Race, England and local government
It’s impossible to look across the Atlantic and experience anything but horror at the unfolding protests – and the police violence accompanying them. Seeing footage of running battles, the deployment of tear gas and rubber bullets, it’s quite easy to breathe a sigh of relief and assume that the deep-set racial divide and huge structural inequality in the US doesn’t exist here – or if it does, at a far smaller scale, such as to render it almost irrelevant.
To do so would be a mistake.
The visible manifestations of racial inequality may be less stark in this country, but its personal and social impact is just as significant. We assume that we have moved on in recent years – the Smethwick by-election and the Bristol bus colour bar have receded in the public consciousness. We fool ourselves that we are in a different country to that in which the Tottenham riots and the murder of Stephen Lawrence happened.
I say “we” here, because I know that I am talking by and large to a white audience. Local government – the officer corps and councillors – is still overwhelmingly white. Where BAME staff are present they are in manual grades – they are more likely to be the people emptying rubbish bins or providing homecare services than they are to be sitting around the table at SMT.
This is a problem. Through our role of stewarding, supporting, representing, advocating for and protecting local areas, we in local government can often fool ourselves that the way we experience the world is largely similar to the way that others do.
We design services, and our work, accordingly. They often fit a template of what white, middle class, university educated professionals think that people “in need” require. But the black, Asian and minority ethnic viewpoint on the same issues is profoundly different. It is one of justified anger, caused by decades of elision of the prejudice against minority ethnic people. This is exacerbated by the assumption that we, as white people, hold: the assumption that these problems are historical, that at some point in the 90s they simply evaporated and that examples of discrimination and violence in practice are simply aberrations rather than institutionally baked in to the way that we live and work.
Scrutiny has to play a role in forcing us to confront the uncomfortable truths around what our own, local response should be to the scenes playing out in the States. We have to challenge the complacency of those in leadership positions, to better understand and give voice to those disenfranchised, disadvantaged and silenced because of their race. And we have to challenge ourselves to carry out this work in a way that pushes away the temptation to adopt the approach of “white saviours” – deigning to performatively listen to, and affect concern for, “BAME people” as a homogenous group while choosing not to admit our own complicity in the structural systems which oppress them. There is something of this complacency in public bodies’ – doubtless well-intentioned – efforts to express sympathy by lighting up public buildings in supportive colours and making strongly worded, though vague, affirmations of racial unity. These actions must be the first visible signs of a significant commitment to change all aspects of what we do.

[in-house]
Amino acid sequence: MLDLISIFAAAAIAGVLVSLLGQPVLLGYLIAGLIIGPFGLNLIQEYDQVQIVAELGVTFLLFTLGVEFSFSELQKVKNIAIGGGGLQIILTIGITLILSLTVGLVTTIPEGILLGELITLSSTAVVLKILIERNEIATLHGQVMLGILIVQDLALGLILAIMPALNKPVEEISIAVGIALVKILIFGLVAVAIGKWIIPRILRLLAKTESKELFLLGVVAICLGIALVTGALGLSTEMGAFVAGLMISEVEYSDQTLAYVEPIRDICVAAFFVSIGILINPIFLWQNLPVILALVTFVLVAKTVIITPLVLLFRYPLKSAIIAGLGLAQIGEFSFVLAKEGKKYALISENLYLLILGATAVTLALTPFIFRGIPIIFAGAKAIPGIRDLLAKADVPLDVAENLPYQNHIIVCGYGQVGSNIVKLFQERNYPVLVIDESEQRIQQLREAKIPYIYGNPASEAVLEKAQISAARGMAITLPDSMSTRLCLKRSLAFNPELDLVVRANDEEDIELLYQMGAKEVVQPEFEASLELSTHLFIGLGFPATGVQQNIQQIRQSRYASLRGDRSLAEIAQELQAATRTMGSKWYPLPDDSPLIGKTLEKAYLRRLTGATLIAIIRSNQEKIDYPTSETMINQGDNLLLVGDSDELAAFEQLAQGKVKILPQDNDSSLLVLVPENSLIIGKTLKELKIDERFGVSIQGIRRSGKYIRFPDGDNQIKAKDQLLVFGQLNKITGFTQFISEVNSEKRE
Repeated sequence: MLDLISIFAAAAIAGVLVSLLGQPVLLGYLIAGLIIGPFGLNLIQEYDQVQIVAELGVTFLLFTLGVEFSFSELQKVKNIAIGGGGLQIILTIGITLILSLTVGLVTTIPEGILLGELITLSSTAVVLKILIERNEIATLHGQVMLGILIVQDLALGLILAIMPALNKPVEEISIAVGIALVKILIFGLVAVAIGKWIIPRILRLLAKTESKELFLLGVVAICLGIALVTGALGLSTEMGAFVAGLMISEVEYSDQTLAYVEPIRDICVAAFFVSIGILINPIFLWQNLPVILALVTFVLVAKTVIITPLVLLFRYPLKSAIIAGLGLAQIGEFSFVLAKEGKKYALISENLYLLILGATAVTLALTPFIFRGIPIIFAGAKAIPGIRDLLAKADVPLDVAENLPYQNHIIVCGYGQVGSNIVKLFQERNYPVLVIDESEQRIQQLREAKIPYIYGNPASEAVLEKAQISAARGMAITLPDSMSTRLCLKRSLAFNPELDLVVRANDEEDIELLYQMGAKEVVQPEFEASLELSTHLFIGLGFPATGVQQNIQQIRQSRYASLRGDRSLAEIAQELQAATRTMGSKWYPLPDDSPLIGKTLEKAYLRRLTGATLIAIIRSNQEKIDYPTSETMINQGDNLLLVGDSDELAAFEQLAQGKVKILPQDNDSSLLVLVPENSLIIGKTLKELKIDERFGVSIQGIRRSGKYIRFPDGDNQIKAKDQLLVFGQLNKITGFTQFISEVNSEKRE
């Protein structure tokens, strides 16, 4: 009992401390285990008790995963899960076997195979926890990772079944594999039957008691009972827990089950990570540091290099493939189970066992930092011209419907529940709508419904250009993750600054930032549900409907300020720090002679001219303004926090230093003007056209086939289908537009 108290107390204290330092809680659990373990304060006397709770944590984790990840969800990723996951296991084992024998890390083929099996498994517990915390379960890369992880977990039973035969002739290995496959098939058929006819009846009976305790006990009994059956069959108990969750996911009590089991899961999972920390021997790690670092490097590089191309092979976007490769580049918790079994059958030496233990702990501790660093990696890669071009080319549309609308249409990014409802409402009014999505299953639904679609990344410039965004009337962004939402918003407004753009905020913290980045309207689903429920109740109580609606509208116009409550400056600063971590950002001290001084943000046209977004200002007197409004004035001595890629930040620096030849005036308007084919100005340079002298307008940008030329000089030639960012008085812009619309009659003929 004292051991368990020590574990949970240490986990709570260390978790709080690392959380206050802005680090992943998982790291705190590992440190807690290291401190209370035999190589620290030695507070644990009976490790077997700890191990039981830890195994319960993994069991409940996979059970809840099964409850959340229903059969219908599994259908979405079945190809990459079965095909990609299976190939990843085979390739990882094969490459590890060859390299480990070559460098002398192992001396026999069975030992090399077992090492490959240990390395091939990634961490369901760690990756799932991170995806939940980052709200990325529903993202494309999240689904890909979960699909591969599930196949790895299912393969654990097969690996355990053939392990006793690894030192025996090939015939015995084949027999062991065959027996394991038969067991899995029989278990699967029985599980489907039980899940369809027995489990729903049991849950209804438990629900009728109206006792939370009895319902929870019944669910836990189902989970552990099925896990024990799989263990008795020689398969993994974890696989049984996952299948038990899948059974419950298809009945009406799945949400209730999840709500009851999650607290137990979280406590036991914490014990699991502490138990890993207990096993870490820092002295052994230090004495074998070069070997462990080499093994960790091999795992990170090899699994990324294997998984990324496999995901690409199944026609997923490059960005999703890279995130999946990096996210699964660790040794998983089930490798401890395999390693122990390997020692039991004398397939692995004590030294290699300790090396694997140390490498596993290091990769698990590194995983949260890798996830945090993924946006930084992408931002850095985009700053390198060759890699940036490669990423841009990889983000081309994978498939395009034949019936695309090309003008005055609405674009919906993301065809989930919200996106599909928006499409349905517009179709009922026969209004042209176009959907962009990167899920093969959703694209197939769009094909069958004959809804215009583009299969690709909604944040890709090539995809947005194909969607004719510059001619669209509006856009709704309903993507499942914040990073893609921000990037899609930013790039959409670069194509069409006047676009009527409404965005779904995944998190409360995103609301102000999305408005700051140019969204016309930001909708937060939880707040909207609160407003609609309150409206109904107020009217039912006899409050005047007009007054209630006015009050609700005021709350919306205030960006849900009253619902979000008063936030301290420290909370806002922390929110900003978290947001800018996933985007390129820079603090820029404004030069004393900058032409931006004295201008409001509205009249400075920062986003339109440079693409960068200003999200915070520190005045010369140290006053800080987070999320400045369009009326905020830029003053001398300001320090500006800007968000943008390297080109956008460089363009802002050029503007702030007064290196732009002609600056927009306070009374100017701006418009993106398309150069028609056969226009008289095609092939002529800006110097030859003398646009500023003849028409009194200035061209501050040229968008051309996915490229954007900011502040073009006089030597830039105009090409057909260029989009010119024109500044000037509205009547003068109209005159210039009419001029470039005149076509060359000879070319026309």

Councils need to hold up a mirror to their own behaviour – as employers, as service providers, and as convenors of the local community. They have to identify where practices, approaches and cultures are found wanting, and they have to change them. They, and we, need to make ourselves uncomfortable – more than uncomfortable – in our commitment to change.
We would love to see more scrutiny functions in councils addressing this issue head on – both as part of the way that scrutiny is investigating COVID-19 but at a more fundamental level too. We’d like to see scrutiny talking practically about the need to attack and dismantle the structures and attitudes that embed racism in day to day life. We’d like to see scrutiny being part of the mechanism by which we in local government can start being vocal and the nature and scale of the change that we need to see.
We would also love to see councils doing this work that do not have particularly large BAME populations. In rural and semi-rural places, BAME people exist but their needs are often forgotten or considered incidental. This marginalisation is just as important as the multiple barriers experienced by urban BAME populations and needs to be addressed too.
We are keen to know and understand how councils have been using, and continue to use, their scrutiny functions to challenge received wisdom on these issues – and how people think the dynamic of this work is likely to change in the light both of the situation in the US and the ongoing COVID-19 crisis here. We are also particularly keen to hear from, and amplify the voices of, those in the scrutiny community who have experienced these issues first hand, and who will be well placed to provide further insight and challenge on these issues. If this is you, please get in touch.